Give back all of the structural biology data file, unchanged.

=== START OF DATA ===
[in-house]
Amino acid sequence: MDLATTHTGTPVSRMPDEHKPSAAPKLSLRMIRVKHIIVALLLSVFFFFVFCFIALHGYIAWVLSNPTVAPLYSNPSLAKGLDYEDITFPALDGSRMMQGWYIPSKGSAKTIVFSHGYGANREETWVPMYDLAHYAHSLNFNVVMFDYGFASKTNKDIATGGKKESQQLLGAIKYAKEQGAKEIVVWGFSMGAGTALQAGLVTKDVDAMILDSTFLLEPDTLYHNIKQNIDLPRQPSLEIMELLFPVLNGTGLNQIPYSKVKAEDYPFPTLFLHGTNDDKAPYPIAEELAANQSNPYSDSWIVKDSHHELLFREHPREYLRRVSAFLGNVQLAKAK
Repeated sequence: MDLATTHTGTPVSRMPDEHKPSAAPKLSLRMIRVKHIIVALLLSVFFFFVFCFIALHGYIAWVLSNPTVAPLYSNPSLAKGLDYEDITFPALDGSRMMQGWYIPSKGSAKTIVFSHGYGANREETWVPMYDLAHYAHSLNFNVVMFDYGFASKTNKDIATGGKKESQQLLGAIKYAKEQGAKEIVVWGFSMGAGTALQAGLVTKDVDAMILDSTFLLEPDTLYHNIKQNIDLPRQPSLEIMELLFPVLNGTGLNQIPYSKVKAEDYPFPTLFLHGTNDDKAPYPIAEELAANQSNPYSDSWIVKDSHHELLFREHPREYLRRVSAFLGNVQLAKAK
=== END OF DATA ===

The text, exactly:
[in-house]
Amino acid sequence: MDLATTHTGTPVSRMPDEHKPSAAPKLSLRMIRVKHIIVALLLSVFFFFVFCFIALHGYIAWVLSNPTVAPLYSNPSLAKGLDYEDITFPALDGSRMMQGWYIPSKGSAKTIVFSHGYGANREETWVPMYDLAHYAHSLNFNVVMFDYGFASKTNKDIATGGKKESQQLLGAIKYAKEQGAKEIVVWGFSMGAGTALQAGLVTKDVDAMILDSTFLLEPDTLYHNIKQNIDLPRQPSLEIMELLFPVLNGTGLNQIPYSKVKAEDYPFPTLFLHGTNDDKAPYPIAEELAANQSNPYSDSWIVKDSHHELLFREHPREYLRRVSAFLGNVQLAKAK
Repeated sequence: MDLATTHTGTPVSRMPDEHKPSAAPKLSLRMIRVKHIIVALLLSVFFFFVFCFIALHGYIAWVLSNPTVAPLYSNPSLAKGLDYEDITFPALDGSRMMQGWYIPSKGSAKTIVFSHGYGANREETWVPMYDLAHYAHSLNFNVVMFDYGFASKTNKDIATGGKKESQQLLGAIKYAKEQGAKEIVVWGFSMGAGTALQAGLVTKDVDAMILDSTFLLEPDTLYHNIKQNIDLPRQPSLEIMELLFPVLNGTGLNQIPYSKVKAEDYPFPTLFLHGTNDDKAPYPIAEELAANQSNPYSDSWIVKDSHHELLFREHPREYLRRVSAFLGNVQLAKAK